For the first years of my life my family lived on the first floor of one of those generic high-rise buildings that looked like all the rest. During my first grades of school my world was a three block radius on the fat side of the city, just outside the borders of status and circumstance. My parents worked hard but they were young and hadn’t made their mark. Yet. These were my beginnings.
The day my parents put down money on their first house I was a bit anxious. Excited but fearful of the world that existed outside of long hallways and sky high balconies. I knew a handful of kids, a few parents and one teacher at one school. Things were about to change. Fast.
A little while later a moving truck backed up to the building and started loading all of our cherished possessions. It wasn’t all that much really, enough boxes to fill a large storage unit at best. I said bye to the few friends I had met and known and my best friend in the world. And we were off. Never turning back.
The day we pulled into our new driveway, something entirely foreign to me at the time, I could see the winds of change in the rear view mirror. I quickly ran through my new house and into my own bedroom. I stood in our small grassy backyard and looked at the homes that formed a U around us. We were now on our way.
A few of the neighbourhood kids and one from two houses down showed up for a quick introduction and asked if I wanted to play. I didn’t know who they were but they were my best bet at this point. And they helped dry the tears that had stained my face after saying goodbye to the only real friends I had known.
I spent the next few hours, and the better part of my childhood, on the side street that ran down from the corner by our house. The same bunch of kids, give or take a few. Mostly young boys and a girl or two. We always hung out as a group, occasionally breaking off into smaller groups for events or sleepovers. But we always reunited every weekend.
When we were especially young, the mix of boys and girls didn’t matter. We were just kids, mixed between 7 and 10. And, as the years came and went, that mix stayed consistent and unaltered. The same bunch of friends that helped each other mature through the years. But things were destined to change. And, one day, they did. It came from nowhere.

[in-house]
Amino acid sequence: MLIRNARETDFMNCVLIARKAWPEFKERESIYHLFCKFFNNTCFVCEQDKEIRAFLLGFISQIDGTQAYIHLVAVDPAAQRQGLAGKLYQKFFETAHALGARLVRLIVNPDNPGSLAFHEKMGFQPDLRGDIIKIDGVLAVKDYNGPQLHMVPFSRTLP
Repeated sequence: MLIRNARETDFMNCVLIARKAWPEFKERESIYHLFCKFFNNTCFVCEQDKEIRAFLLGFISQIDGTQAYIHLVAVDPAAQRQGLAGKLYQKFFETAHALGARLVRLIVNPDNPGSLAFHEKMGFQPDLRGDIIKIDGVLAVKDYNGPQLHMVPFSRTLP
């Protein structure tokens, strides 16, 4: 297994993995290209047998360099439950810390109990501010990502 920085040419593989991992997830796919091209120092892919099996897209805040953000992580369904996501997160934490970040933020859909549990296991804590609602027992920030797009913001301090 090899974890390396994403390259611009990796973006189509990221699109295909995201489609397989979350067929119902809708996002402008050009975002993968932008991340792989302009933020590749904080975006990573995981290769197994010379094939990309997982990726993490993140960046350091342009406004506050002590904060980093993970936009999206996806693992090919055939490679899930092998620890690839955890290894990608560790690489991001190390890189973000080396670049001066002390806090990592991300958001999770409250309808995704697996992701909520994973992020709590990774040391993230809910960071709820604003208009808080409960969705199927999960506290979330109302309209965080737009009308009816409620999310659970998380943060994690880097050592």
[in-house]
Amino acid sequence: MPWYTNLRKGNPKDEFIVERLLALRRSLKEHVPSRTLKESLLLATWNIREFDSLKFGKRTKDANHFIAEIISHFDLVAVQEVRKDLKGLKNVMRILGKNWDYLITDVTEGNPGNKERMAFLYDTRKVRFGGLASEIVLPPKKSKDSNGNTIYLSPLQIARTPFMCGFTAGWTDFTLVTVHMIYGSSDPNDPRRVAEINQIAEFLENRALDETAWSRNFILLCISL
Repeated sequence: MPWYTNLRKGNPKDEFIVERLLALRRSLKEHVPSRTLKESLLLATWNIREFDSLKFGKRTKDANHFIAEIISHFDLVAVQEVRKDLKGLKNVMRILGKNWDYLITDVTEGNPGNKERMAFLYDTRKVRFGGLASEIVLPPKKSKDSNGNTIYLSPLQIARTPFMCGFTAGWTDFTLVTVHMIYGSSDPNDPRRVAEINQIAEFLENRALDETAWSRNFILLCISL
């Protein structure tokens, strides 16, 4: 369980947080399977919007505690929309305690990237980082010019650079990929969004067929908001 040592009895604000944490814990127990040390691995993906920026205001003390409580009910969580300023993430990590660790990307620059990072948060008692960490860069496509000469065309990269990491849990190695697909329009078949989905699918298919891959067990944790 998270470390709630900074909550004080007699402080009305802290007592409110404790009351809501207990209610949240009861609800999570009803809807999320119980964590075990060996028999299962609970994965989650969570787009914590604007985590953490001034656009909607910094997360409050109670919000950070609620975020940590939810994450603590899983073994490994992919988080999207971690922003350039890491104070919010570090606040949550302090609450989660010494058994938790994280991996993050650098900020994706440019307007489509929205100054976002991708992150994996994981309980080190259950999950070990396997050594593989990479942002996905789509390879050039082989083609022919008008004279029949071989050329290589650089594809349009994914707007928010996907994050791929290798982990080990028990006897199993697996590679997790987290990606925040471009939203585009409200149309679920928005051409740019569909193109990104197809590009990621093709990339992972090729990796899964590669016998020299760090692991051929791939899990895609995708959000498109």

After one last summer spent together we started school a bit older and wiser than the year before. We were all thrown into different homerooms and classes and that posed new challenges. It wasn’t more than a few weeks into the new school year that some of the old gang started hanging out with kids from their class. And it wasn’t much longer until some of us stopped existing altogether.
That large original group of friends that couldn’t be separated was now just a collection of much smaller groups and different ones. With different people. Familiar faces now grew up and moved on. The kids that met me in the driveway would never be the same again. And would soon be forgotten.
Soon my weekends were spent with my friend Peter from down the street. Just us. We became best friends as the years went on and learned many life lessons together. If I wasn’t at my house I was always found at his. And his parents treated me like another son. They were an extended family.
We learned a thousand things growing up together, from how to properly answer a phone to the way to behave in front of company. Manners and life lessons. And after we listened and passed the assigned tests to prove we were indeed listening, his father would take us out for dessert. First it would be ice cream but as we aged it would be something homemade. Usually a warm slice of fruit bread. Like this one. The first I had ever had.
My favourite moments from my youth almost always included my best friend Peter. After the other kids turned their backs on us, he stood tall. We grew up playing hockey together, went on our first double date together and spent almost every weekend at each other’s house. Even as we worked our way through high school I was almost always there. Cooking dinner for his mom and staying up late on weekends.
We stayed in contact up and until after the first year of college but then we slowly lost touch. I don’t know where he is now, but I know he’s doing well. It was in the stars for him. I’ll never forget seeing his face at the end of my driveway as a young boy, and I’ll never forget all those memories that would be empty if not for him.
From my kitchen to yours,
Pear and Walnut Loaf
- 2 cups pears, cored, peeled and grated
- 1 1/2 cups all-purpose flour
- 1 tsp. baking powder
- 1 tsp. salt
- 3/4 cup brown sugar
- 1 tbsp. cinnamon
- 1 tsp. nutmeg, grated
- 2 large eggs, whisked
- 3/4 cups olive oil
- 3 tbsp. honey
- 1 1/2 cups walnuts, chopped (plus 1/4 cup for topping)
- Preheat oven to 375 degrees. Grease one 9″x5″ loaf and set aside.
- In a mixing bowl combine the flour, baking powder, salt, cinnamon, brown sugar and nutmeg.
- In a second mixing bowl combine eggs, oil, honey and grated pear. Add in the flour mixture a bit at a time and fold until all ingredients are wet. Add the chopped walnuts and stir to spread the walnuts throughout the mixture.
- Spoon the mixture into the loaf and spread the remaining walnuts evenly on top. Place in the oven on the middle rack and bake for 45 minutes or until the wooden skewer placed in the middle comes out clean.
- Remove from oven and let rest for 5 minutes and then remove from pan and serve.